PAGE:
By Sean O’Hagan
Between 2006 and 2013, Lucas Foglia journeyed through the vast open spaces of Idaho, Montana, Nevada, New Mexico, Texas and Wyoming. It was a trip that challenged all his preconceptions about the American west. “When I first travelled there, the communities I encountered felt small and the land felt bigger, harsher and more remote than anything I had experienced. And in the midst of the global economic recession, the mining industry was booming.”
The end result is a book called Frontcountry, in which the 60,000 photographs he took over those seven years are distilled to a mere 60. In them, the contradictions of the contemporary American west are palpable. His is a style that merges landscape photography and heightened portraiture, familiar from his previous book A Natural Order. An exhibition of his new work is also on at Michael Hoppen gallery in London.
Whereas A Natural Order looked at people who lived off the grid in the American backwoods – drifters, Christian communities, back-to-the-land hippies, survivalists – Frontcountry illuminates the stark contrast between, as Foglia puts it, “two very different lifestyles – ranching and mining – that share and depend on the same landscape”. Foglia’s book begins as an evocation of a way of life that still endures: contemporary cowboys on horseback or waiting to perform in a rodeo; ranchers who patrol their vast tracts of land in pickup trucks. In one striking image, a rancher steps out of his vehicle to stare at what looks like a billowing cloud but is, in fact, an approaching firestorm.
Foglia deftly plays with our – and his – preconceived ideas of the west as an almost mythic place, where cowboys have made certain accommodations to the present, but are still essentially cowboys at heart – macho, hard-working, Stetson-wearing frontiersmen who have remained faithful to a steadfastly old-fashioned, and essentially American, way of life.
When I first met Foglia, he described himself as a documentary photographer collaborating with his subjects to search for some essential truth about their lives. His working method relies on befriending one or two people, who then give him an “in” to a community. He is not averse to instructing subjects about what he needs before he shoots, hence the almost symbolic nature of some portraits – a trio of cowboys stretching before a rodeo like extras from Brokeback Mountain; a beautiful girl washing her hair outdoors with a hose; a man aiming a rifle at a cow’s head. The warm natural light of the American west bathes these images in an almost unreal glow that heightens the cinematic sense of place. In another evocative image, a man leans out of his Jeep, surveying two lines of cattle that stretch single-file to the horizon along a straight highway.
In the bridging shots between the first and second halves of the book, one senses other forces at play: economic as well as elemental. My eye was arrested by an image of a gaggle of young men in soccer strips awaiting a crossed football that has yet to enter the frame, the pristine turf of their pitch in Afton, Wyoming at odds with the snowy mountains in the background. Elsewhere, the white winter wilderness is stained with the blood of slaughtered livestock or newborn calves. Tradition and modernity are in conflict here and suddenly, joltingly, in the turn of a page, you are looking at a different landscape – scarred, contaminated, defiled.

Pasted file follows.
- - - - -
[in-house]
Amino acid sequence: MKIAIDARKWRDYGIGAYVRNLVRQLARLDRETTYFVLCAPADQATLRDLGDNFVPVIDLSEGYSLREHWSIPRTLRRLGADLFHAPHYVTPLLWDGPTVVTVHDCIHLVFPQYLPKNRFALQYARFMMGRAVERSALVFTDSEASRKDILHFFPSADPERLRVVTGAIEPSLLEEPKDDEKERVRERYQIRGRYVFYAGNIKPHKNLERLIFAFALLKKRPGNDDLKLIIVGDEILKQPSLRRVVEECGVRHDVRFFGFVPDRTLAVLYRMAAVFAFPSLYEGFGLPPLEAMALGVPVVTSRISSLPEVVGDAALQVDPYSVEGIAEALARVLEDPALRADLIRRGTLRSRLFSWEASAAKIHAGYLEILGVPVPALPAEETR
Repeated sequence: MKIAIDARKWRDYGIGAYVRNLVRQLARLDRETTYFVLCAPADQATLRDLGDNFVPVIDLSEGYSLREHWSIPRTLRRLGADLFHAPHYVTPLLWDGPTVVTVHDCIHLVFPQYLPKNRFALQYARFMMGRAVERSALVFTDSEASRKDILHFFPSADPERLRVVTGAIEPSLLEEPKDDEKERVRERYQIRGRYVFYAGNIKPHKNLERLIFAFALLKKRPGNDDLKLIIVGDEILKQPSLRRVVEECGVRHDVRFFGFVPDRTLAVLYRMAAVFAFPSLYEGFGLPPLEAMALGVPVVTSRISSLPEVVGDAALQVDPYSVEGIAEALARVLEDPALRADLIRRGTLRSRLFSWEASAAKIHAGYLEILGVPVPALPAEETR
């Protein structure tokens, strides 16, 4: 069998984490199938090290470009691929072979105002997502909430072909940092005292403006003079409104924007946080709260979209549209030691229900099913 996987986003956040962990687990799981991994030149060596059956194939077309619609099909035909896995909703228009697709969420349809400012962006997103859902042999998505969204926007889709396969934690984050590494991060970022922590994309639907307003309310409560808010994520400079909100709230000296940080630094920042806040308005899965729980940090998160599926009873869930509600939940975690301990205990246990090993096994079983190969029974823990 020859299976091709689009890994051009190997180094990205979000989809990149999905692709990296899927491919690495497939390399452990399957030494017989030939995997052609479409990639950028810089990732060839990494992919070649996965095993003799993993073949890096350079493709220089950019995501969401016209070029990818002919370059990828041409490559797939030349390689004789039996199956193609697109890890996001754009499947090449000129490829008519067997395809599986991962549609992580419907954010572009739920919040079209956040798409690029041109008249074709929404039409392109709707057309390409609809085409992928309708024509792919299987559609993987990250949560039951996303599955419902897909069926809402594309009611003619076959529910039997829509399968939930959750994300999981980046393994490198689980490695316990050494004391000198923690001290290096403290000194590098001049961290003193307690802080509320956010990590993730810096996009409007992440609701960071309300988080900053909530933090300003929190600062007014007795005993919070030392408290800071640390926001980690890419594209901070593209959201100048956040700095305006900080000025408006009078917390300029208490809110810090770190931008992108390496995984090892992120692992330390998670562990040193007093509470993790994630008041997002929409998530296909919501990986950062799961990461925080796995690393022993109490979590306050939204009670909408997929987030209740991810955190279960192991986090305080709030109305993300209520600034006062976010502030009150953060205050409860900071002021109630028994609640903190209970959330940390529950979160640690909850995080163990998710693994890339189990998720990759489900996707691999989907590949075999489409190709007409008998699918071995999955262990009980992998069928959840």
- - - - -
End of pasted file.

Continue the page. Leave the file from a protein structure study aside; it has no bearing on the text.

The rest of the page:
If the ranching communities have made a living from this harsh landscape by adapting to it, the mining industry is, by definition, a more destructive force. In the context of what has gone before, Foglia’s images of powerplants nestling amid small mountains of coal, huge swathes of land rendered bare and unsustainable and a spill of toxic water flowing from newly fracked rocks are shocking in the extreme.
“Mining concentrates jobs, and helps to pay for towns for the miners to live in,” says Foglia. “And with modern technology, from the use of fracking fluids to extract natural gas and oil, to the use of cyanide to separate gold from rock, land that wasn’t valuable a few decades ago is now being mined.”
Inevitably, there are landscapes in these wildernesses that are being altered beyond recognition, not least because mining of this kind is a nomadic profession. “In Nevada, whole towns are built or abandoned in response to fluctuations in the price of gold,” says Foglia. “All mines have a life cycle. They close once the valuable minerals are extracted, or in response to declines in the price of those minerals. Either way, miners have to move, following jobs across the country.”
Frontcountry, then, is a book of two halves, but taken together, they illustrate the dilemmas of survival for these communities. As well as attracting nomadic workers from all over, the mining industry has provided work for locals, many of whom come from ranching families. The tension between their traditional, more sustainable way of life and a newer, harsher, more exploitative one is at the heart of Foglia’s book – and he is content to raise more questions than he answers with these images that play with, and undercut, our notions of contemporary America.
Foglia’s photographs may, in time, attest to the passing of an older way of life and the landscape that sustained it. The day after we meet, he sends me a quote from a cattle herder called Randy Stowell, who works on the Big Springs Ranch near Oasis, Nevada. It comes close to the heart of the matter. “This little town has nothing. It’s dying on the vine. But when the company opens a mine here, it’ll bring jobs and make everything in town bigger and better. There are people who want that boost to the community. I’m not one of them. The mine will ruin this mountain and you’ll never find land this beautiful anywhere else.”